The reality of Forensic Psychology – is it all CSI & Silent Witness?

The reality of Forensic Psychology – is it all CSI & Silent Witness?

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Popular television programmes can make some careers seem fun and almost frivolous, and forensic science is one of them.

Popular television programmes can make some careers seem fun and almost frivolous, and forensic science is one of them. We have the impression that people walk around in baseball caps, flashing torches and spotting minute strands of hair on a coffee table edge that is metred away.

The truth can be very different. Before you opt for forensic science courses on the strength of an American TV series or what you see on a British crime drama, make sure that you know exactly what you are stepping into.

It can be gruesome

Undoubtedly, there are times when a forensic science officer or Scenes of Crimes Officer (SOCO) as they are sometimes known, will see some pretty gruesome sights. This could be anything from a dead body to a scene of a crime where a violent crime has apparently taken place. Being able to deal with blood and other bodily fluids is important, along with the ability to process the difficult scenes you have witnessed.

Forensic psychology is examining the behaviour of and criminal acts committed by someone. This information is invaluable when the police are on the hunt for someone, and trying to understand the pattern of the crime. Often, understanding why something happened is important for the victims and their families too.

What other personal qualities do you need to have?

An analytical mind and a problem-solving approach are just two of the personal qualities that forensic scientists need. As people go about their daily lives, they leave clues in all kinds of places as to where they have been, why they were there and what they did.

The ability to uncover these clues and generate this information is crucial but often what can happen is that we can be swayed by some of this evidence. SOCOs present the evidence from the crime scene and not an opinion.

What does a forensic scientist do?

SOCOs and other forensic personnel assist legal proceedings by analysing the evidence given to them, including a crime scene and presenting this evidence to the police or another authoritative body. Some forensic scientists will also be called upon to give this evidence in court as part of a case.

It can be an exciting and varied career in which you could work in some interesting spheres, as well as criminal proceedings. There are times when findings are called into question and thus, it is not a job that can be done half-heartedly.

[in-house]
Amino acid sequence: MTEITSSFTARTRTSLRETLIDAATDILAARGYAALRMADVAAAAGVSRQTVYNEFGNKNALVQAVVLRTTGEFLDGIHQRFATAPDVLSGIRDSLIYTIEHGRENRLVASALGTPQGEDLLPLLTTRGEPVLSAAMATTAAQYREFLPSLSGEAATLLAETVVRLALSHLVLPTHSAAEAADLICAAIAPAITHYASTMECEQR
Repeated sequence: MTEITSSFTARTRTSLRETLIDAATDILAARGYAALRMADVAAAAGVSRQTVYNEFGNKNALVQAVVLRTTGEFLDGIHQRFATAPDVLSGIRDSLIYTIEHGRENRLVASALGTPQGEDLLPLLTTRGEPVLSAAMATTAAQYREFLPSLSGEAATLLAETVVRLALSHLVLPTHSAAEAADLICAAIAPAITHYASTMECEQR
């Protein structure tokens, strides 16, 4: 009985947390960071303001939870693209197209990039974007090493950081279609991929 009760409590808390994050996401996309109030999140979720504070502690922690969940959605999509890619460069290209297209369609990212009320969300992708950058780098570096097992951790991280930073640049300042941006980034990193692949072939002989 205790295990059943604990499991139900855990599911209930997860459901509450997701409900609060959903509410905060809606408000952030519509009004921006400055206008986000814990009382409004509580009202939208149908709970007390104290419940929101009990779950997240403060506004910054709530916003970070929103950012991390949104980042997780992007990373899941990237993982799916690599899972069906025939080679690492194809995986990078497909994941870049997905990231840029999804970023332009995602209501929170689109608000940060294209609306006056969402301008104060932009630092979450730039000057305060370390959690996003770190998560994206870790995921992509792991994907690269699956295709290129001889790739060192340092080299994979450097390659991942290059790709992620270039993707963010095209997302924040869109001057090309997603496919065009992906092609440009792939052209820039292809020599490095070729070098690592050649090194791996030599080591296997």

For example, at a crime scene, you will need to follow a strict protocol to prevent cross-contamination between one piece of evidence and another.

Not all forensic scientists work for the police like SOCOs do. Some people go on to work for private agencies and companies who either work with defence counsel (for court proceedings) or are used as expert witnesses. In other words, they are asked to examine a piece of evidence and to produce a report with their findings.

Training is essential

A good level of education is necessary for all kinds of forensic science work but if you don’t have the GCSEs and the A levels in the right subjects, there are ways of accessing courses that can ensure you have some of these ‘basic’ subjects and groundings in scientific knowledge. You may find that to progress further in this line of work; you will also need a degree in a science based subject.

You also need to be articulate, both verbally and in writing. Being able to communicate what you found in unequivocal terms is essential. Your words cannot be open to interpretation when you are providing evidence or information.

There are some practical skills. However, that can help with forensic work:

• Photography – close up photography that captures certain aspects of the evidence in detail is a vital part of what a forensic scientist will do.

• Attention to detail – there is no doubt that being able to concentrate and focus on the job in hand, for a prolonged period is also important. It can be many hours to process a crime scene or work on an object, carrying out various tests.

• Being fit and active – in most cases, being a forensic officer is not a job that is desk based or stationery. Travelling to a crime scene is common but not all of these are inhospitable, easy to access place. There may be times when you are working under pressure, and in a location that is far from pleasant.

Start your career and progress

This is an exciting field and one that many people choose to work in. Basic qualifications are a springboard into the profession, with many serving a few years in an assistant and supporting role so that they gain invaluable experience across a wide variety of aspects and forensic work.

With determination and the right qualifications, you can progress far within this field, becoming a member of the Council for the Registration of Forensic Practitioners. This is the body that oversees the professional standards within this important field of work.

Find out more about becoming a CSI with our guide.

In summary

A rewarding career, forensic psychology and science are an area that attracts many people. With the right qualifications matched with the personal skills, you too could enjoy this job.

Nick Cooper
Nick is NCC's resident blog author and covers a range of subjects, including teaching and health & social care. NCC is an international learning provider with over 20 years’ experience offering learning solutions. To date, NCC has engaged with over 20,000 employers, and delivered quality training to over half a million learners.
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